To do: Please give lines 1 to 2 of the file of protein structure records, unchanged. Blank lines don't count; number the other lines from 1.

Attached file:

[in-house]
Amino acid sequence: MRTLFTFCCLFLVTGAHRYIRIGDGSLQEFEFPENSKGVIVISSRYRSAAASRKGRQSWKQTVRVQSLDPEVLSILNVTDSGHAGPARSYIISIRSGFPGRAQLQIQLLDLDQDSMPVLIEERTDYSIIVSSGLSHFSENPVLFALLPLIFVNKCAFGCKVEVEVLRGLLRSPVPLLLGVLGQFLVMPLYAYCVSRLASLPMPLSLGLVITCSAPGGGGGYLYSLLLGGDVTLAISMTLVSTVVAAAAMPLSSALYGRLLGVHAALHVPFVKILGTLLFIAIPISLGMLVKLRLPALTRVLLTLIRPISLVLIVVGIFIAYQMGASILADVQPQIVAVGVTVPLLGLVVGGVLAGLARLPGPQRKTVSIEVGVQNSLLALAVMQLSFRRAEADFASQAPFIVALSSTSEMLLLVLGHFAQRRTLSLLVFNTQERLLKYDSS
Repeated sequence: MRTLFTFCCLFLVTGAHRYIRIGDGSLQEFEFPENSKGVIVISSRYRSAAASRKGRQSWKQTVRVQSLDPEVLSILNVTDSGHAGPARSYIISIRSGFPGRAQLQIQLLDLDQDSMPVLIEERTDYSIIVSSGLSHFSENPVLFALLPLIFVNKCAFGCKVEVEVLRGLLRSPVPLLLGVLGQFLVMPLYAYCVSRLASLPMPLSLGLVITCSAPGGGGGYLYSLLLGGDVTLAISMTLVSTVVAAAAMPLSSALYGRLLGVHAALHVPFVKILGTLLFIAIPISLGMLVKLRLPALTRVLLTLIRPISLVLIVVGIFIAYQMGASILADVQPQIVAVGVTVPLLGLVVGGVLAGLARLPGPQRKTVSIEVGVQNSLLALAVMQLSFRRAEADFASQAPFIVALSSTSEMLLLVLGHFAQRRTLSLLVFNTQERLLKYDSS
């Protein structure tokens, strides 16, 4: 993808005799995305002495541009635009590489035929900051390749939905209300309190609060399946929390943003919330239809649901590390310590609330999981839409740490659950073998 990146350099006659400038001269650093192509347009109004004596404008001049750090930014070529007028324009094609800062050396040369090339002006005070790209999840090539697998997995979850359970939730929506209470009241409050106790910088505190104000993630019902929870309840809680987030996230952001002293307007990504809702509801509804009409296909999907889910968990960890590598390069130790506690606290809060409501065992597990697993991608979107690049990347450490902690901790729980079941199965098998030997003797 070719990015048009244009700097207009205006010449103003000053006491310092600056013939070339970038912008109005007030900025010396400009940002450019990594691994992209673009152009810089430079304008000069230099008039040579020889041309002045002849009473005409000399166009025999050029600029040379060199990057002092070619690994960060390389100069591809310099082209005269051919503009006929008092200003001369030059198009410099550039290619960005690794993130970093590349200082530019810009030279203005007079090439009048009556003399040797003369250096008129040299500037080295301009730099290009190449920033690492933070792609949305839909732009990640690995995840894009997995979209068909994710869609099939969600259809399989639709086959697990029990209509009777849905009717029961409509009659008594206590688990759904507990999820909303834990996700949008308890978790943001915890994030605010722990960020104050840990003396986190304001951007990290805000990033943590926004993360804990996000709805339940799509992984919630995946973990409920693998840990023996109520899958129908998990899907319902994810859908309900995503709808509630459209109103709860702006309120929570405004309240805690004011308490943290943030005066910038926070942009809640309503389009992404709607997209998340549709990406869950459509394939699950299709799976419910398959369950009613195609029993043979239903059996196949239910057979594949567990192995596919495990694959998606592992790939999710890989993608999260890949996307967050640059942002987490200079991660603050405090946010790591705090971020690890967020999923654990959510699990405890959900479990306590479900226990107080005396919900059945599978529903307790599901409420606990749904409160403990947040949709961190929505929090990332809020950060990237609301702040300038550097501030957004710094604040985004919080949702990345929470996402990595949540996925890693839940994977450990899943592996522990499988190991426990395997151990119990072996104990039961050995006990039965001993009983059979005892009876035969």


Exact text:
[in-house]
Amino acid sequence: MRTLFTFCCLFLVTGAHRYIRIGDGSLQEFEFPENSKGVIVISSRYRSAAASRKGRQSWKQTVRVQSLDPEVLSILNVTDSGHAGPARSYIISIRSGFPGRAQLQIQLLDLDQDSMPVLIEERTDYSIIVSSGLSHFSENPVLFALLPLIFVNKCAFGCKVEVEVLRGLLRSPVPLLLGVLGQFLVMPLYAYCVSRLASLPMPLSLGLVITCSAPGGGGGYLYSLLLGGDVTLAISMTLVSTVVAAAAMPLSSALYGRLLGVHAALHVPFVKILGTLLFIAIPISLGMLVKLRLPALTRVLLTLIRPISLVLIVVGIFIAYQMGASILADVQPQIVAVGVTVPLLGLVVGGVLAGLARLPGPQRKTVSIEVGVQNSLLALAVMQLSFRRAEADFASQAPFIVALSSTSEMLLLVLGHFAQRRTLSLLVFNTQERLLKYDSS